Renting at the Reels: The king of funk

By: Kaitlyn McKay, Columnist

Released over the summer, “Get On Up” follows the journey of legendary singer James Brown (Chadwick Boseman) from poverty to becoming one of the most influential singers in music history.

The movie is told in a non-linear structure, jumping around different points in Brown’s life. In the opening scene, set in 1988, he is introduced by firing a rifle in one of his own office buildings as he is demanding to know who used his private bathroom. The film flashbacks even further to 1968, a high point in Brown’s career where he sings for American soldiers in Vietnam. In those first ten minutes, the movie shows exactly the kind of character Brown is: a risk-taker, arrogant, extremely confident and perhaps above all else, full of an energy and passion that one can’t help buy envy.

Boseman gives a perfect, over-the-top performance as James Brown. The film belongs to Boseman, and is worth seeing at least solely to see his performance as the Godfather of Soul. Other great performances include Nelsan Ellis as Bobby Byrd, Brown’s best friend and Viola Davis in a small role as Brown’s mother, Susie Brown.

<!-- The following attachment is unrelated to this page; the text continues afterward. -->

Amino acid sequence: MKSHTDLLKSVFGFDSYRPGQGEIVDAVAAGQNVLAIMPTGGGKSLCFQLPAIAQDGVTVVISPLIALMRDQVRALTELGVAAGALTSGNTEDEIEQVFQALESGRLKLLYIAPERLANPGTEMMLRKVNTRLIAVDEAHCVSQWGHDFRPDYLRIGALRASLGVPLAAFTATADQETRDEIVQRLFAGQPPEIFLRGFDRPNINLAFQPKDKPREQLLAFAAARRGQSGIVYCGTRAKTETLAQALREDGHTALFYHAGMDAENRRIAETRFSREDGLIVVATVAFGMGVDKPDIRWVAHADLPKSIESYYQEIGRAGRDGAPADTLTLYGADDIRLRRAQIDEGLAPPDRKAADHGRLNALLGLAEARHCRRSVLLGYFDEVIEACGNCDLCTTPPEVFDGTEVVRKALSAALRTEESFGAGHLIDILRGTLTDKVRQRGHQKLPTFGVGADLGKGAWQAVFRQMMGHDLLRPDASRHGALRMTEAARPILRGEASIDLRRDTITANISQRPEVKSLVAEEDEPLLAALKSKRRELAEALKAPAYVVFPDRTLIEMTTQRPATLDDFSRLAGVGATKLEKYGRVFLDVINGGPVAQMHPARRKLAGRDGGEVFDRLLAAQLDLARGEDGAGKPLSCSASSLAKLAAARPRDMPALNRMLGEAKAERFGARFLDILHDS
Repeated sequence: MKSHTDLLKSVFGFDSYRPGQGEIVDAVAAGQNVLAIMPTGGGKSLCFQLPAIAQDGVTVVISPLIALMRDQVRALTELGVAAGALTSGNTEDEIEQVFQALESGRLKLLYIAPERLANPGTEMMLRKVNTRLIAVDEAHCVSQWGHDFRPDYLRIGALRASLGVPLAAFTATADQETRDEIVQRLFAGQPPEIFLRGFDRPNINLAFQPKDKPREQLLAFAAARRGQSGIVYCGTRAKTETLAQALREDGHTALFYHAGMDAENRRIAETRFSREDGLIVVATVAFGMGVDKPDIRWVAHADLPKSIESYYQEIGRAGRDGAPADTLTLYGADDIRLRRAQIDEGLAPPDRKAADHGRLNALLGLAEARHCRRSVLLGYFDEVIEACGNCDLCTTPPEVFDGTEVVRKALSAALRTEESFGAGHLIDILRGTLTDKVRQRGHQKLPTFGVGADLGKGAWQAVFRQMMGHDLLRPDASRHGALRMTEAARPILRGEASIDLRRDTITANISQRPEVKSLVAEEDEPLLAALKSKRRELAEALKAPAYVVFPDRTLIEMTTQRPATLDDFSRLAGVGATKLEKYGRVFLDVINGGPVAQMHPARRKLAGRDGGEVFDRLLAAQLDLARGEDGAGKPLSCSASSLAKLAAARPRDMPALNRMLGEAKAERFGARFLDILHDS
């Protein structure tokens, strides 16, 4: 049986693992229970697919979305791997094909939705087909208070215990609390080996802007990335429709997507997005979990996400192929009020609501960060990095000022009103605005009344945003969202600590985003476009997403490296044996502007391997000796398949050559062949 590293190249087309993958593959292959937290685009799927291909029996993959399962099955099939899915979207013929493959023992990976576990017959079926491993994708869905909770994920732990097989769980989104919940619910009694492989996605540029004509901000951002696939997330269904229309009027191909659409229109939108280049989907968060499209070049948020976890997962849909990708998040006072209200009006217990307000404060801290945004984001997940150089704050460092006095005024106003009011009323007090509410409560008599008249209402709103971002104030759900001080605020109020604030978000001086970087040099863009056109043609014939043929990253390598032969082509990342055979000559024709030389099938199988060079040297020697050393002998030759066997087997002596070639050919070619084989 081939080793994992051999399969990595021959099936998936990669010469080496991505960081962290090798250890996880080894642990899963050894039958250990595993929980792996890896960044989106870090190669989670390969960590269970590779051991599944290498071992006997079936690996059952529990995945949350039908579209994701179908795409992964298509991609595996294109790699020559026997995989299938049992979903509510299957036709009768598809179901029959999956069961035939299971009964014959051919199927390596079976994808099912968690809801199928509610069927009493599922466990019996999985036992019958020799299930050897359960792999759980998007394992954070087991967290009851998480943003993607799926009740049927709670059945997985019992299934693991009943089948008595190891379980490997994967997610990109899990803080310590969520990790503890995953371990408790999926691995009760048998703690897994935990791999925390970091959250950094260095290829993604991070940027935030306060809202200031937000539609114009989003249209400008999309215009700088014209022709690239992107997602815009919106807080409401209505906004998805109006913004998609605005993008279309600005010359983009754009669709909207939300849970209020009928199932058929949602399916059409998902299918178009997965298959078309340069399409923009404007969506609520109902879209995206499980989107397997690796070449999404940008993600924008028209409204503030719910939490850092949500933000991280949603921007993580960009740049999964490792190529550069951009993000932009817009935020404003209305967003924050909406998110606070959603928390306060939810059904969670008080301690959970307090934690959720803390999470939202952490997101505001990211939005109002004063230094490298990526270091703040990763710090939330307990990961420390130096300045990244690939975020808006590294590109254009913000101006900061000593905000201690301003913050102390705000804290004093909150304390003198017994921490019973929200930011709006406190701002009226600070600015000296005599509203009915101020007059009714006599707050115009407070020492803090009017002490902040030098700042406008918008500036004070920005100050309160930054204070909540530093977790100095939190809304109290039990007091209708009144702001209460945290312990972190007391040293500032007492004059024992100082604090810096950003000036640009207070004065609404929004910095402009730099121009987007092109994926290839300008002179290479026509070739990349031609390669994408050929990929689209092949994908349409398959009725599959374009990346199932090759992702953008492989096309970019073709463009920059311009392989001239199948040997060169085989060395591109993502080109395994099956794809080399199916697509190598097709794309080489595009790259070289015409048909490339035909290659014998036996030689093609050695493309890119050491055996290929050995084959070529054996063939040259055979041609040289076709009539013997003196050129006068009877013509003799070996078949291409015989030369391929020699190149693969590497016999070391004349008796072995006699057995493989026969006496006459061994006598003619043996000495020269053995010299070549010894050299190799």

Along with Boseman’s performance, the best part of the film is how Brown is presented. The film is very much aware that Brown is not a saint, and does not try to make excuses for his behavior. He ruins his 50-plus year friendship with Bobby Byrd, abuses his wife and fires his orchestra when they demand to be paid. The audience is allowed to make their own conclusions about Brown.

There are some things that are quickly mentioned or briefly shown that are not developed as well as they could have been. Brown marries his first wife off screen and the audience is never introduced to her, we also only briefly see Brown’s second wife Dee-Dee (Jill Scott) before she is abused. His real life third and fourth wives are not even mentioned. His domestic abuse is shown in two scenes, and Dee-Dee is not mentioned or seen again in the movie after her second scene of domestic abuse. This is one of the many aspects of Brown’s life that is briefly mentioned, like his tax troubles, or omitted altogether, like his drug abuse.

With any biopic or historical fiction movie, how “good” an audience will find a film depends on how much they value historical accuracy. Without taking any consideration into whether or not the film is historically accurate, the film is good on its own. Others, especially those very familiar with Brown, might find his life to be over simplified and consider the PG-13 film a sanitized version of his life. In my personal opinion, “Get On Up” did the best that it could to compress a man’s 50 year long career into two hours and seventeen minutes. The result paid off in an evenly balanced film about a complicated man and his incredibly successful career. “Get On Up” is a great film and it is worth a look.

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